Christina Suh, Comparing the Law to Court-Mandated Divorce Parenting Class Between the United States and South Korea. This paper compares legislative and judicial history in implementation of court-mandated parenting classes during divorce proceedings in the United States and South Korea.  The discussion demonstrates how evolution of social movements in each country changed its customary laws in the area of family law jurisprudence.  In exploring the multiple related causes behind the development of the mandated parenting class, parts of the paper will address how Korea’s high cultural context influenced its revision in laws to focus on the protection of minor children and promote gender equality.  Although there is a lack of strong studies that speaks to the direct effectiveness of the program in each country, the related research demonstrates the importance of educating parents about managing conflict and promoting the health and safety of children.  In conclusion, findings will show why changes in law that educate and decrease adverse child experience (ACE) is an approach that benefits society as a whole, in the long term....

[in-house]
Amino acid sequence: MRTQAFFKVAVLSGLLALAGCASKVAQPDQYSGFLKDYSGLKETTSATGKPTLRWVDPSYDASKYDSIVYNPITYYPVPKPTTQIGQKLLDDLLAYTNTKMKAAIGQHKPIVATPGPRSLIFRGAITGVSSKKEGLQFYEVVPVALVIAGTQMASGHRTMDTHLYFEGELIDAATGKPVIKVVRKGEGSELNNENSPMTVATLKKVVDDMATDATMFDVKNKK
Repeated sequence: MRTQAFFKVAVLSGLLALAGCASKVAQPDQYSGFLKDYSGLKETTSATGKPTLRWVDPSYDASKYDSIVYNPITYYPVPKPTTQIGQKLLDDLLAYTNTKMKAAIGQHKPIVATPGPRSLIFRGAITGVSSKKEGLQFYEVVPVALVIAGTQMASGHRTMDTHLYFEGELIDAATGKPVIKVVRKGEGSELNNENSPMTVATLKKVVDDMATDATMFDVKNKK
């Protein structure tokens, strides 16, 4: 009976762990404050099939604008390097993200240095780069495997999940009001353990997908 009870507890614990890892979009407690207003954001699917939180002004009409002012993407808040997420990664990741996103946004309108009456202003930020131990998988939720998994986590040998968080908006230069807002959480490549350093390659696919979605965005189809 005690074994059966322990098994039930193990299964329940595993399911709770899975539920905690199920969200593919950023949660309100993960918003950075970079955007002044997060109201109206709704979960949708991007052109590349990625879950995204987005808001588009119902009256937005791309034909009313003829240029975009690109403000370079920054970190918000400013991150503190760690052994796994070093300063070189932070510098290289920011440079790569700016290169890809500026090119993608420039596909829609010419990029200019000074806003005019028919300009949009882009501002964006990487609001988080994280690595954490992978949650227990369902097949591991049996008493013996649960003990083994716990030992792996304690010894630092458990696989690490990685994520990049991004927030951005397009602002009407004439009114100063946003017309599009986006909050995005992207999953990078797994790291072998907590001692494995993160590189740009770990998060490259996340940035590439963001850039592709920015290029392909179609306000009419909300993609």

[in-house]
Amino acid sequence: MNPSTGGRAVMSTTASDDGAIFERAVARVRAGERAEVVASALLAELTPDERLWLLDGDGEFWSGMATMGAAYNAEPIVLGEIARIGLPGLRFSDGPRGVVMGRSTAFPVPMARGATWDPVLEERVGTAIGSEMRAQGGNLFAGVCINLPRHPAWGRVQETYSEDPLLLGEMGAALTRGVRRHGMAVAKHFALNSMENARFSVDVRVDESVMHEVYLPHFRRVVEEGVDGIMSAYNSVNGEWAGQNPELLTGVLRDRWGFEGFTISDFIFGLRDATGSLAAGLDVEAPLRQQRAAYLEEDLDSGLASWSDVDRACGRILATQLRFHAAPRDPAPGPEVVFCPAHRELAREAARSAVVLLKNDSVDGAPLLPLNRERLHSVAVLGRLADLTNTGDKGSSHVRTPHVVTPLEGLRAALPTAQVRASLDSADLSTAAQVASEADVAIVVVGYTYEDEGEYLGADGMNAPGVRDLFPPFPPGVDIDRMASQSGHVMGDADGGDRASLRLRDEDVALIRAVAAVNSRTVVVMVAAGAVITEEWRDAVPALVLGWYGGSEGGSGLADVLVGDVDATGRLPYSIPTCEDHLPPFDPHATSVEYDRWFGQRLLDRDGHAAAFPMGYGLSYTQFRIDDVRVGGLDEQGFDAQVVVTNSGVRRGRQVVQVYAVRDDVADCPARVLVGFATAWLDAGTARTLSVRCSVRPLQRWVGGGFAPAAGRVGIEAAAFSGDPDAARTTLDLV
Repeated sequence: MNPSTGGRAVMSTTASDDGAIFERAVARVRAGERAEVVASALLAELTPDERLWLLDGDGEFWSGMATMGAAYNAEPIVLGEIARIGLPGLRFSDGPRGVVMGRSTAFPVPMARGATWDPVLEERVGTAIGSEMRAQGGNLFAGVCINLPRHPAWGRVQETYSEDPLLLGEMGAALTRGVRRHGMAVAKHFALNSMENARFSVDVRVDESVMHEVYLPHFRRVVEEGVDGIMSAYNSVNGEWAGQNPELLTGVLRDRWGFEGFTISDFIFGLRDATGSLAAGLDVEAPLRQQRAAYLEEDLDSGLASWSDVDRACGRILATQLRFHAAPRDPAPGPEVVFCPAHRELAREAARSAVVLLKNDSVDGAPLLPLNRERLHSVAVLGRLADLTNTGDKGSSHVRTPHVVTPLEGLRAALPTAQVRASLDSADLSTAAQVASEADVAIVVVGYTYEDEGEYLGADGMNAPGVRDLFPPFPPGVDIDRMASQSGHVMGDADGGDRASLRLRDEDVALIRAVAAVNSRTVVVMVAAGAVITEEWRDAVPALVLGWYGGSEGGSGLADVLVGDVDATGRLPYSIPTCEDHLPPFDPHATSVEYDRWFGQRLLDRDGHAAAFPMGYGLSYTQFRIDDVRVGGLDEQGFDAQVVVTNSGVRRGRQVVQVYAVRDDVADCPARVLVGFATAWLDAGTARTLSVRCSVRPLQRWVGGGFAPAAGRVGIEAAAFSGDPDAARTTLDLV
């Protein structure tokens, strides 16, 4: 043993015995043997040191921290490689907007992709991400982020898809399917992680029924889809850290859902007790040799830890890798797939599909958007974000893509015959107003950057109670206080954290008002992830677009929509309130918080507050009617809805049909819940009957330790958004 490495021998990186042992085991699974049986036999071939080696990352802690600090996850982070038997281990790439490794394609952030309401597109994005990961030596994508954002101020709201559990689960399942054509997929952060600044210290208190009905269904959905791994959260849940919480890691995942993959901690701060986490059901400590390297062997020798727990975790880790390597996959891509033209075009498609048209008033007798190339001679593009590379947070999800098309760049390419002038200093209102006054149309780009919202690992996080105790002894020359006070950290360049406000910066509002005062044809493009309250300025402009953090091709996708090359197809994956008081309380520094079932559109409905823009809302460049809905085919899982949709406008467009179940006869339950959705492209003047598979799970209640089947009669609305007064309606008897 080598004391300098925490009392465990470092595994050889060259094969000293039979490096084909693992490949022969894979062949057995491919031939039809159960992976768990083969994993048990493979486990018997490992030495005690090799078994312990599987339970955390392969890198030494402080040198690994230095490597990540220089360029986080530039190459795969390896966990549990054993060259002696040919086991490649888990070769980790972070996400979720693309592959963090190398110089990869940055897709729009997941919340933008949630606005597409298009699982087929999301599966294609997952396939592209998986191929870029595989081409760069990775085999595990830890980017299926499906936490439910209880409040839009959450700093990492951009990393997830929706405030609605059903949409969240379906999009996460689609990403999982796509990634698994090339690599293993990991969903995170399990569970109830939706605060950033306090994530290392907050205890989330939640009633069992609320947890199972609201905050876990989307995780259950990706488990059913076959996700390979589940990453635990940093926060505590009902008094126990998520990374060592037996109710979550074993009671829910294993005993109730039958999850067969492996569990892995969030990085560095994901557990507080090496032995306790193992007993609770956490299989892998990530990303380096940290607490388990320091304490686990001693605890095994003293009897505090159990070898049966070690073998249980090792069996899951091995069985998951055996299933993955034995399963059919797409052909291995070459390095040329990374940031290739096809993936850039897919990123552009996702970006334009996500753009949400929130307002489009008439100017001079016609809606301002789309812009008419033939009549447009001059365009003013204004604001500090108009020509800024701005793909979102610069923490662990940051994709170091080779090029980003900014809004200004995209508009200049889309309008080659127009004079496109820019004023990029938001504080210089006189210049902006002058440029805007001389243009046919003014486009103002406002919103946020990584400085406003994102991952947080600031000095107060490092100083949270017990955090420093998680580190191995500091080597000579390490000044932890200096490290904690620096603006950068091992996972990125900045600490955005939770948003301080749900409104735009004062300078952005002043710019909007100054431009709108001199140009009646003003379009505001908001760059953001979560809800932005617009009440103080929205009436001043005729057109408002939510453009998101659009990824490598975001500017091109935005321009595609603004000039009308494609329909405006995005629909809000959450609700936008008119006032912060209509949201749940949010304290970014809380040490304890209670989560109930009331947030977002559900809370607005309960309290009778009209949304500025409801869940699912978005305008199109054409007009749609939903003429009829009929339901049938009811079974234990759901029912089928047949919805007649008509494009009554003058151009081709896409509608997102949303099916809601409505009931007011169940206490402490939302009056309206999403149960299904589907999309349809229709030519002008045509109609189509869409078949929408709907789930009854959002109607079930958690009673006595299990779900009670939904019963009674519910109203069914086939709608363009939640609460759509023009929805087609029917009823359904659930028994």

Brittany Wescott, Juvenile Justice Converges on Principles Leading to the International Harmonization of the Juvenile Justice System [South Africa, US].  This paper explores the similarities and differences between two countries, South Africa and the United States, specifically Massachusetts, in relation to the international principles governing each respective juvenile justice system. This paper explains how both the South African system and the U.S. system developed, illustrating the various principles each holds dear. In addition, this paper looks specifically at the value behind setting a minimum age of criminal responsibility, the crimes juveniles can be charged with, the limitations on sentencing, and the handling of juveniles in and out of the court room. Regardless of ratifying the Convention on the Rights of the Child, both countries have made significant progress toward embodying the principles of the international community.